In 2007, Kevin Rudd promised to fix Australia’s public hospitals if the states had not done so in a year. He would be foolish to blindly follow his National Health and Hospitals Reform Commission’s recommendations.
Senior practitioners around Australia believe the NHHRC recommendations would make hospitals worse, not better. The report includes an international assessment of our failures in quality, safety and choice of “right care”, yet it proposes no change to current bureaucratic interference and control, the cause of most of our problems. It wants outside bodies to tell hospitals how to treat their patients and bureaucrats to continue controlling patterns of spending.
Transferring bureaucratic control to the Commonwealth just makes this worse, despite frequently voiced frustrations of many about state bureaucracies.
Public hospitals are about delivery of medical care to sick people. Many other countries now recognise the imperative of medical involvement in management. Huge improvement in hospital care has recently come in Britain with this approach, following leads from Sweden, Finland, the Netherlands, Belgium and Singapore. University hospitals are at the core of these systems in country after country, testing through their clinical research the quality and safety of current and new treatments as they become available with advances in medical science, new drugs and technologies. Australia’s community deserves this, but the commission ignores overseas experience.
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University hospitals provide education for future practitioners who need to “grow up” in a professional environment committed to testing quality and safety. NHHRC, however, is committed to be a “manufacturing industry” approach to health workforce reform dating from Laurie Carmichael’s model of 1986, setting minimum standards of “competency”. Minister Peter Baldwin in 1993 resolved that competencies-based training would not apply to university education. We need to ensure that tomorrow’s doctors, nurses, physiotherapists are real professionals committed to excellence in health care, which will continue to evolve in meeting the needs of our community.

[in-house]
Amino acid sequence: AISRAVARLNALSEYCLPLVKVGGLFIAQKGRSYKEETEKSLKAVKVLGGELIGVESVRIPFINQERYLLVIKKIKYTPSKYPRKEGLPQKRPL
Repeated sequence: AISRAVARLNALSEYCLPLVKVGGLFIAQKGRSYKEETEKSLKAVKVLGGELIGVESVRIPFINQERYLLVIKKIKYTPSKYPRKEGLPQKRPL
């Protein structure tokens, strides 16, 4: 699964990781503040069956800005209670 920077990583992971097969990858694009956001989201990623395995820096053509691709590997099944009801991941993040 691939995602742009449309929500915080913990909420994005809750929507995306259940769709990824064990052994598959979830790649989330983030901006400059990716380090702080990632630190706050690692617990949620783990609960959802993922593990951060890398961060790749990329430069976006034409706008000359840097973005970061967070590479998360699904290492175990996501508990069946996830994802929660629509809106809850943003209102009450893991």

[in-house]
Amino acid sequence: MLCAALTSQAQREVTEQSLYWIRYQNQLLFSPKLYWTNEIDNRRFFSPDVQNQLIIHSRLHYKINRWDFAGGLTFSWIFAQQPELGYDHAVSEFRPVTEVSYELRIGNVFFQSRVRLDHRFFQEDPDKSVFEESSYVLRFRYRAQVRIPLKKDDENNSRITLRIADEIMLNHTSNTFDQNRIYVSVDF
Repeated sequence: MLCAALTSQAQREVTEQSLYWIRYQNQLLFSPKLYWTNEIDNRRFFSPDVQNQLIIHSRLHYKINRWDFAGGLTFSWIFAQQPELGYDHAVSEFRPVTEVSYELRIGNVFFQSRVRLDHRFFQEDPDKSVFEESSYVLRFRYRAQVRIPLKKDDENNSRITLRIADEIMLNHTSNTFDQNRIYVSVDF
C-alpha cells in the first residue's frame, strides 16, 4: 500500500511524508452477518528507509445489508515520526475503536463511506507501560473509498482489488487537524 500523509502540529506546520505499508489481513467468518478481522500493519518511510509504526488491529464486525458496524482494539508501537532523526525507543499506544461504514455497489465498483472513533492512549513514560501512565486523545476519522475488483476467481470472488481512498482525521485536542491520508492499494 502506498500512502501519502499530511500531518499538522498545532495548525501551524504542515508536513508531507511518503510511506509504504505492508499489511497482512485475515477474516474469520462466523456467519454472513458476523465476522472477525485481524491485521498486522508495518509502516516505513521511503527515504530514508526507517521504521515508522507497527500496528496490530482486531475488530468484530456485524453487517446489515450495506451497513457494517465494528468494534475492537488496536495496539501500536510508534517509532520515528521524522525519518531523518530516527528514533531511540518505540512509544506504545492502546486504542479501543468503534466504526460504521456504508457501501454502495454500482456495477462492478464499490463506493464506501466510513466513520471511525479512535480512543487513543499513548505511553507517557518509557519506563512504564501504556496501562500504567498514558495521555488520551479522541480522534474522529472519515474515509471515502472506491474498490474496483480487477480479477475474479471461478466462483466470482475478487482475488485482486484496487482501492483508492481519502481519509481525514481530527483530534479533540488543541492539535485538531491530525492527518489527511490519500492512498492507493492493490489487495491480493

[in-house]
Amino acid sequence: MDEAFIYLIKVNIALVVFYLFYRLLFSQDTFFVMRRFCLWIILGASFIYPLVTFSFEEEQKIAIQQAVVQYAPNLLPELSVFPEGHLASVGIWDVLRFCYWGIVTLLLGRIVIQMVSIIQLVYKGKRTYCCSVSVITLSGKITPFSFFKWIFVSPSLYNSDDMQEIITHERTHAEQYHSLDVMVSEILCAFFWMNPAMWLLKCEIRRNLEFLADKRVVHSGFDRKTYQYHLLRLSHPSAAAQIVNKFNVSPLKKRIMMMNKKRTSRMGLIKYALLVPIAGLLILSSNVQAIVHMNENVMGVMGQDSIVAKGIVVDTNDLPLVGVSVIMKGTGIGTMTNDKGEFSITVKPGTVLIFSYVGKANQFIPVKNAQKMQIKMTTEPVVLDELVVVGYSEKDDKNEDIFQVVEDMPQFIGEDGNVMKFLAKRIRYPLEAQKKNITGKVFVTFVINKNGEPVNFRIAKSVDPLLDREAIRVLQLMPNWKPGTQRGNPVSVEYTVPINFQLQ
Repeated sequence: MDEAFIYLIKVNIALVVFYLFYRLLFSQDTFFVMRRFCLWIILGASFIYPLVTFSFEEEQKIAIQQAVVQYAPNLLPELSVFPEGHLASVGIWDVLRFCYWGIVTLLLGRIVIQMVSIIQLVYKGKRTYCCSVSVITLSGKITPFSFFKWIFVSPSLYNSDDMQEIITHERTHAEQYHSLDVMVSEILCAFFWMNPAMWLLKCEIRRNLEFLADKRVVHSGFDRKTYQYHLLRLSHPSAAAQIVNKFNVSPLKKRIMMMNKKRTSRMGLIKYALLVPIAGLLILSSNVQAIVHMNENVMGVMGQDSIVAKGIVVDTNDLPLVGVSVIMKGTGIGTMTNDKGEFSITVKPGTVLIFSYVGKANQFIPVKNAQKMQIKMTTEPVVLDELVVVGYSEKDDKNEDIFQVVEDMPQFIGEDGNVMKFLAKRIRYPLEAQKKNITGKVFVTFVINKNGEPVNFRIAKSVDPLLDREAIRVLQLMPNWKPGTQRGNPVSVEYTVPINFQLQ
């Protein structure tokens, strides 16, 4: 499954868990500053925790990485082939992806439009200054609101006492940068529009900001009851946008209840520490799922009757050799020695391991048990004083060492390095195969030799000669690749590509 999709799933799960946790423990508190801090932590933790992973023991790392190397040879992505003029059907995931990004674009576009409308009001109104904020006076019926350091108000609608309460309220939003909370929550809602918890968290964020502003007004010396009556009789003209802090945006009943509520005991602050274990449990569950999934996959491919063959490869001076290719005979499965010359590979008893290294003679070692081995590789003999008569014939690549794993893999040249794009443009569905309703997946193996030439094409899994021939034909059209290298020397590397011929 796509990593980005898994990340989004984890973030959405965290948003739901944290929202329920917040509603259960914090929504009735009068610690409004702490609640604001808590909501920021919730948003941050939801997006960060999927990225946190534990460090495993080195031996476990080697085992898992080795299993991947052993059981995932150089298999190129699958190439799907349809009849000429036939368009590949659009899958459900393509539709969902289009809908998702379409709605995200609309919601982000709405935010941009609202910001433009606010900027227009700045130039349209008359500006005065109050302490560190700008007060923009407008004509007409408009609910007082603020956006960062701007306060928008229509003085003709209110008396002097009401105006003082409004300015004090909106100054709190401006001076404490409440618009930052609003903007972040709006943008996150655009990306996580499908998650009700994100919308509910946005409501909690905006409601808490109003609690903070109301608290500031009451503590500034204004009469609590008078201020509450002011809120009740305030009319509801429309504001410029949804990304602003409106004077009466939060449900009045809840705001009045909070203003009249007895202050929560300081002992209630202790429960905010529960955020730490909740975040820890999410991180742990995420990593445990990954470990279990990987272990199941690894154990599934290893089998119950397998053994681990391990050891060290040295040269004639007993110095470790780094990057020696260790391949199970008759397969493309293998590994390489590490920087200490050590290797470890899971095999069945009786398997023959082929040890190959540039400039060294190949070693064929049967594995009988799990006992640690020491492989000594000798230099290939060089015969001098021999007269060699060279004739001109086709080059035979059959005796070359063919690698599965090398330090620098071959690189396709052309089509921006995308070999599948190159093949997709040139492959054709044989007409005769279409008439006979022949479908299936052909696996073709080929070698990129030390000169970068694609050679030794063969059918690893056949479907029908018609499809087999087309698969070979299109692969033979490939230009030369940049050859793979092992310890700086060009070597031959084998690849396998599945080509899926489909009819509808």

All health care should be grouped together in 17 “clusters” around Australia, with faculties of medicine and health sciences, bringing professional skills into delivery of medical, nursing and other services. Northern Territory should use the outstanding Menzies School of Medical Research. Northern WA also needs a cluster meeting its special needs.
General practice matters as much as hospitals, but these need to be linked, rather than operating as separate “silos”. Preventive care needs to be integrated rather than separate. Aged care also needs to become part of the mix, supporting people to stay at home as long as possible with good community nurses, rather than depending on bureaucratic regulation and more poorly staffed nursing homes handling failures of care.
The legacy of failure by bureaucrats to meet inevitably growing need for beds must be tackled. To relieve pressure on hospitals, the private sector could rapidly bring on stream new “sub-acute” hospitals, which would be quicker and cheaper to build and operate than traditional hospital structures.
I have spelled out many of these issues in an editorial in the Medical Journal of Australia. Is the government listening?